|Publication number||US5853397 A|
|Application number||US 08/663,065|
|Publication date||Dec 29, 1998|
|Filing date||Dec 12, 1994|
|Priority date||Dec 13, 1993|
|Publication number||08663065, 663065, PCT/1994/14334, PCT/US/1994/014334, PCT/US/1994/14334, PCT/US/94/014334, PCT/US/94/14334, PCT/US1994/014334, PCT/US1994/14334, PCT/US1994014334, PCT/US199414334, PCT/US94/014334, PCT/US94/14334, PCT/US94014334, PCT/US9414334, US 5853397 A, US 5853397A, US-A-5853397, US5853397 A, US5853397A|
|Inventors||Eli Shemesh, Swi Barak, Haim Raz|
|Original Assignee||Migada, Inc.|
|Export Citation||BiBTeX, EndNote, RefMan|
|Patent Citations (15), Referenced by (42), Classifications (11), Legal Events (6)|
|External Links: USPTO, USPTO Assignment, Espacenet|
The present invention relates to medical infusion apparatus such as used for administering an infusion liquid intravenously to a subject. The invention relates in particular to a safety valve included in such infusion apparatus.
For many years, infusion liquids have been administered to subjects intravenously by gravity feeding the infusion liquid from a container, e.g., a plastic bag, supported above the subject. More recently, such infusion apparatus have included pumps, particularly peristaltic pumps, which provide better control of the infusion rate. The use of such pumps, however, has created a dangerous situation which can occur before the pump has been connected into the infusion tubing or after it has been disconnected therefrom. Thus, in either of such situations, the attendant may accidentally leave the infusion tubing connected to the patient and not be aware that the patient is receiving infusion liquid by gravity feed from the infusion bag. This can be harmful, or even fatal, to the patient. Many pump constructions for infusion apparatus are provided with special protective arrangements to preclude this possible danger, but the danger still exists when infusion apparatus is used with a pump not provided with such special protection.
An object of the present invention is to provide medical infusion apparatus that includes protection against this possible danger even when the apparatus is used with a pump not provided with such a protective feature. Another object of the invention is to provide medical infusion apparatus which can be conveniently primed, i.e., purged of all air in the tubing, before the apparatus is connected to the patient.
According to the present invention, there is provided medical infusion apparatus, comprising: a container for a liquid to be infused; tubing leading from the container to the subject to receive an infusion; a pump for pumping the infusion liquid via the tubing to the subject; and a safety valve connected in the tubing between the pump and the subject; the safety valve being normally closed to prevent free-flow of the liquid from the container but being automatically opened when a predetermined minimum pressure is applied to the liquid by the pump, the safety valve also being manually deformable to open the valve and to permit priming of the apparatus.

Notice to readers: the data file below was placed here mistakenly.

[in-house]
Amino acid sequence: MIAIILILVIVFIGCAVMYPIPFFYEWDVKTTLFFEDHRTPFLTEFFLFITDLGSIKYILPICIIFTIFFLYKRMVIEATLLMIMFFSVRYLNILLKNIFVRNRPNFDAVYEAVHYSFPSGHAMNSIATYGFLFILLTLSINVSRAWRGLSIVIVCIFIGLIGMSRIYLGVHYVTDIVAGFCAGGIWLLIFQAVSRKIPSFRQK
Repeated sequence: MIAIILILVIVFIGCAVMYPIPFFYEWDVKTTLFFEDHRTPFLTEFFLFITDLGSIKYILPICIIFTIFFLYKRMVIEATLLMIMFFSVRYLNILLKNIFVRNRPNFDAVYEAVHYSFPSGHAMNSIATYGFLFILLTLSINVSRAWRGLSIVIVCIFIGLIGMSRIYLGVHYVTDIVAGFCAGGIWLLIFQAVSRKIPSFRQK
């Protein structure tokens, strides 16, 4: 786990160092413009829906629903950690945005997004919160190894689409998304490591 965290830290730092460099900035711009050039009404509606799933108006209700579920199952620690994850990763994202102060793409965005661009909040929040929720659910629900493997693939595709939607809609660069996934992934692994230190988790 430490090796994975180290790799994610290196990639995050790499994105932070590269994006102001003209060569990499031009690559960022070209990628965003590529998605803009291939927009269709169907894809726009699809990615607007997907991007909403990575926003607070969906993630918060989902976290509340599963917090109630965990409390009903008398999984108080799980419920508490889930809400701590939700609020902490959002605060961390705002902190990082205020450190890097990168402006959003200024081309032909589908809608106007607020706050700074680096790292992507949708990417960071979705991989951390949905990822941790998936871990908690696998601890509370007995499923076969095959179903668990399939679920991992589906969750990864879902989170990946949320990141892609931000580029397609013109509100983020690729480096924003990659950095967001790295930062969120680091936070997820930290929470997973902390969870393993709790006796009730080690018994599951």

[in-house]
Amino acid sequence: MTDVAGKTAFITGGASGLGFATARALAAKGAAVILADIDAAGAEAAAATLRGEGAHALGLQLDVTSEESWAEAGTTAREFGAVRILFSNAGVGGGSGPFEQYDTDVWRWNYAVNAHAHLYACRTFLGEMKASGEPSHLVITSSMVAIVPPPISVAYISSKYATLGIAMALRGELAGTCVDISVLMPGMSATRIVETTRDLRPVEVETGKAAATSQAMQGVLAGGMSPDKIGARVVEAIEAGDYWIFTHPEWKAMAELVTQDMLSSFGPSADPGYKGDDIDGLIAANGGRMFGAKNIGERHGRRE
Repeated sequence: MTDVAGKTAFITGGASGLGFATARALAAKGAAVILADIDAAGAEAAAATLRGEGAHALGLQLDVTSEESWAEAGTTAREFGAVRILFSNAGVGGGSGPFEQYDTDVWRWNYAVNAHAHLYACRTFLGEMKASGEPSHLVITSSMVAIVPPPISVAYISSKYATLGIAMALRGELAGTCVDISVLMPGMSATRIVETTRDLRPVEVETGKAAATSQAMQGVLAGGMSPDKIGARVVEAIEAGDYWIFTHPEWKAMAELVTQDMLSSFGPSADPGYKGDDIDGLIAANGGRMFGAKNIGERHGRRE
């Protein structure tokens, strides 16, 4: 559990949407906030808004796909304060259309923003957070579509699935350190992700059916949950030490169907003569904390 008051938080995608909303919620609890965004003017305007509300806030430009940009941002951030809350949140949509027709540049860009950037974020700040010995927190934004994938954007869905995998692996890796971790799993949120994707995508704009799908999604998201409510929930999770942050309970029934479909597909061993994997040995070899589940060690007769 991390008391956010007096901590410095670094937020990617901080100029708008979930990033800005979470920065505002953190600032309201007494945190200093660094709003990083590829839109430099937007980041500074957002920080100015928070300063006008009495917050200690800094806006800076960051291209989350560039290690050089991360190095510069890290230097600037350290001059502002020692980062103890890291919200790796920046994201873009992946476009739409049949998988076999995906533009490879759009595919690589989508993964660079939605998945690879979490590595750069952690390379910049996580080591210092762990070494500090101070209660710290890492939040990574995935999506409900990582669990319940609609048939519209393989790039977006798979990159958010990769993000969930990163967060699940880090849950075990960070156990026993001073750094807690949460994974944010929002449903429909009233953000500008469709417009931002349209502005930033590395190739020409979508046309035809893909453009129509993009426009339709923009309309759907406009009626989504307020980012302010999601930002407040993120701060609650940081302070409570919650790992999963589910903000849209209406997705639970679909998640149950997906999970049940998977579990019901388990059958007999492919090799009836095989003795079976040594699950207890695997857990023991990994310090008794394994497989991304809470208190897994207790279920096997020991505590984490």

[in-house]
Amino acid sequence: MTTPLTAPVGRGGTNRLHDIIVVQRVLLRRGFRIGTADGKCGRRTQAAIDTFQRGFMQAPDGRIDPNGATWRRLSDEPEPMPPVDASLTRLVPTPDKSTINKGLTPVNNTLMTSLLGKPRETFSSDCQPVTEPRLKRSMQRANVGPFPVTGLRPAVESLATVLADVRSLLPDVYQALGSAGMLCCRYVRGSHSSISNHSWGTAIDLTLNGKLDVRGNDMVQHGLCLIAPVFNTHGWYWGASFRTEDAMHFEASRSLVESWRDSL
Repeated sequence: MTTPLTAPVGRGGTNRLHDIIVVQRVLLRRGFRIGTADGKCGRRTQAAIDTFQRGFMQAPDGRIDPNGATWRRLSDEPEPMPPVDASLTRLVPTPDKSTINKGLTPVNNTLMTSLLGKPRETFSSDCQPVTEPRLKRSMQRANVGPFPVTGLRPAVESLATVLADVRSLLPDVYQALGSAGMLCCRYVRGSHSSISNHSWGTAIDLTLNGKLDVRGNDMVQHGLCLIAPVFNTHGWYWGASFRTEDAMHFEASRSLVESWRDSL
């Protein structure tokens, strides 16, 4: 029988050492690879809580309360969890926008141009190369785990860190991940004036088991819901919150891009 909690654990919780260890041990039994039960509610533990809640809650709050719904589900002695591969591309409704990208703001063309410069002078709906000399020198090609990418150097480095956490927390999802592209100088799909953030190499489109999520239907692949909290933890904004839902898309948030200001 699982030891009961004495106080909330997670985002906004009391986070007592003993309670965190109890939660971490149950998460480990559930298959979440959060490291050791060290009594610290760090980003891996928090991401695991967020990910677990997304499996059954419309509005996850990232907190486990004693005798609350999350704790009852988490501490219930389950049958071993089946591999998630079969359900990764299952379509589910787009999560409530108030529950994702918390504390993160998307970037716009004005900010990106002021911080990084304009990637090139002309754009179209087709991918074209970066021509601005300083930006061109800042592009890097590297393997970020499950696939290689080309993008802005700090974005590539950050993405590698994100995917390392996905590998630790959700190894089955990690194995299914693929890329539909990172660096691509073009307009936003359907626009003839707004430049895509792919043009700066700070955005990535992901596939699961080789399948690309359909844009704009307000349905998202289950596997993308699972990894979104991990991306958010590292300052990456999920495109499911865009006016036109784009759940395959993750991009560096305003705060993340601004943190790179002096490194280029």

Several embodiments of the invention are described below for purposes of example.
Medical infusion apparatus equipped with such a safety valve normally blocks the flow of the infusion liquid, thereby preventing infusion liquid from being gravity-fed to the patient should the pump be disconnected. However, such a safety valve is automatically opened by a predetermined minimum liquid pressure as applied by the pump. It may also be manually opened by manually deforming (e.g., squeezing, bending or twisting) it to permit priming the apparatus. Such apparatus thus provides protection against the above-mentioned danger of inadvertently feeding infusion liquid to the patient when the pump is disconnected, and also enables the apparatus to be primed in a convenient manner.
FIG. 1 pictorially illustrates one form of medical infusion apparatus in accordance with the present invention;
FIG. 2 is a longitudinal sectional view illustrating one form of safety valve that may be used with the apparatus in accordance with the present invention;
FIGS. 3, 4 and 5 are end views illustrating the safety valve of FIG. 2, respectively, without the elastomeric sleeve, with the elastomeric sleeve in its closed condition, and with the elastomeric sleeve in its open condition;
FIG. 6 is a longitudinal sectional view illustrating a modification in the construction of the cannula in the safety valve of FIGS. 2-5;
FIG. 7 is a side view illustrating the safety valve of FIG. 6 assembled with the elastomeric sleeve;
FIG. 8 is a longitudinal sectional view illustrating another form of safety valve that be included in the apparatus of FIG. 1, the safety valve being shown in its normally closed condition;
FIG. 9 is a view similar to that of FIG. 8, but showing the safety valve in its open condition;
FIGS. 10-14 illustrate various types of slit formations that may be provided;
and FIGS. 15, 16, 16A, 17, 18, 18A and 19 illustrate still further constructions of safety valves that may be used, FIG. 16a being a front view of the construction of FIG. 16, and FIG. 18a being a sectional view along line 18a-18a of FIG. 18.